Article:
Monday, May 27, 2013
There's no getting around it, some dogs are quite good at ignoring their owner! It's frustrating when you try to get your dog's attention and he keeps on doing whatever it is he's doing. Here are five reasons why your dog might not be paying attention to you:
Lack of Proper Training
How we train a dog matters, and can make a difference in how they respond to us. If you don't take the time to teach your dog how you want him to behave, you can't expect him to know what you want. Yelling, kicking, hitting or any unfair punishment won't teach a dog how you want him to behave. As responsible pet owners, it's also our job to make sure we put valuable or important things up out of a dog's reach, and provide a safe and secure area in the home where he can wait when we're away from home.
Poor Timing During Training
Most dogs respond to treat training and praise during training sessions. Poor timing (when the reward is late) can mean the difference between a dog learning a command or not getting it. My dogs love CANIDAE TidNips™ treats, especially Keikei. As soon as she sees the treats, she's ready for her lessons. To be effective when giving a treat reward or praise, it has to be given immediately after compliance by the dog. You only have a window of about 3 seconds where your dog can associate the treat with the command. If the dog misses the connection between the two, he won't understand what you want him to learn. If you are teaching your dog to sit, the second his behind hits the floor, give him his reward. When you call him to come, as soon as he's in front of you, give him his reward.
Not Understanding Body Language
Dogs learn not only from our verbal words, but also from watching our face and body language for cues. A dog's knowledge of body language is so refined, they understand what we want by signals we give with our body and tone of voice. If you have an understanding of the body language of dogs and are aware of the signals you are giving your dog, it can help get your point across. It's possible you are being ignored because your pet doesn't understand what you are asking him to do.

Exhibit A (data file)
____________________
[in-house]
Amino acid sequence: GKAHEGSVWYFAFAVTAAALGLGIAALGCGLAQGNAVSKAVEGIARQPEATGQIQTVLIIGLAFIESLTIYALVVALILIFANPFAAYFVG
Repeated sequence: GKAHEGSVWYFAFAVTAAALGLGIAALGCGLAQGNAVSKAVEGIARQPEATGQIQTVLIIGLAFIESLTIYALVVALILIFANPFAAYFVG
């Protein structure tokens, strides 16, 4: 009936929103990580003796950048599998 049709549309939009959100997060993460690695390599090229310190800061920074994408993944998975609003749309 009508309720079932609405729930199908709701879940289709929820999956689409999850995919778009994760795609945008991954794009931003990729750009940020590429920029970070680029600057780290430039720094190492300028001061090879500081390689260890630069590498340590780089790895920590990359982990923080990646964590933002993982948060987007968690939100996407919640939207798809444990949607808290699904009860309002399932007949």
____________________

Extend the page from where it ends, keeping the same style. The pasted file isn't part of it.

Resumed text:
For example, if your dog continues to jump up on you and isn't listening to your down command, turn your side to him. Fold your arms so he can't touch your hands, don't look at him and don't speak to him. If he follows you as you move away from him, turn your back to him. If he continues, calmly walk away from him. He knows what that means. Your body language tells him everything he needs to know. Work on his training, but don't neglect your body language to help him learn.
Dogs are no more perfect than we are, and mess up once in awhile. The come command is one of the harder commands for owners to teach a dog. Not because the dog doesn't understand the command, but if he is punished for coming, he learns not to come. Punishment to a dog can include being called inside when they're not ready to stop playing.
My Husky was an escape artist. She could slip out of her collar or pen in a matter of minutes, and race off into the woods for a run. When she ran off, I was both angry and concerned because there was no way to find her once she disappeared into the woods. She always came back after an hour or so of freedom, and I greeted her not with anger, but with praise. I didn't want her to learn she'd be punished for coming back home. Thankfully, I eventually found a collar she couldn't slip out of, and fixed her pen so she couldn't escape.
Something Else is More Interesting
Make it worth your dog's time to pay attention to you. If your dog is barking excitedly at squirrels playing in the trees, he's distracted and you need to give him a really good reason to listen to you. What you are offering him needs to be more fun than barking at squirrels. If you're calling him to come inside, give him a few minutes of your time and play catch or tug of war with him before taking him in. You don't want him to associate coming and the end to his fun by going inside right away. Show him you can be fun, too.
If your dog ignores you, take a step back and consider what you may be doing wrong. Sometimes it's just a matter of making some minor adjustments to get your dog’s attention. Be positive, stay consistent and add a dash of fun to his day.
Top photo by Dane Khy
Bottom photo by Alan Porter
Read more articles by Linda Cole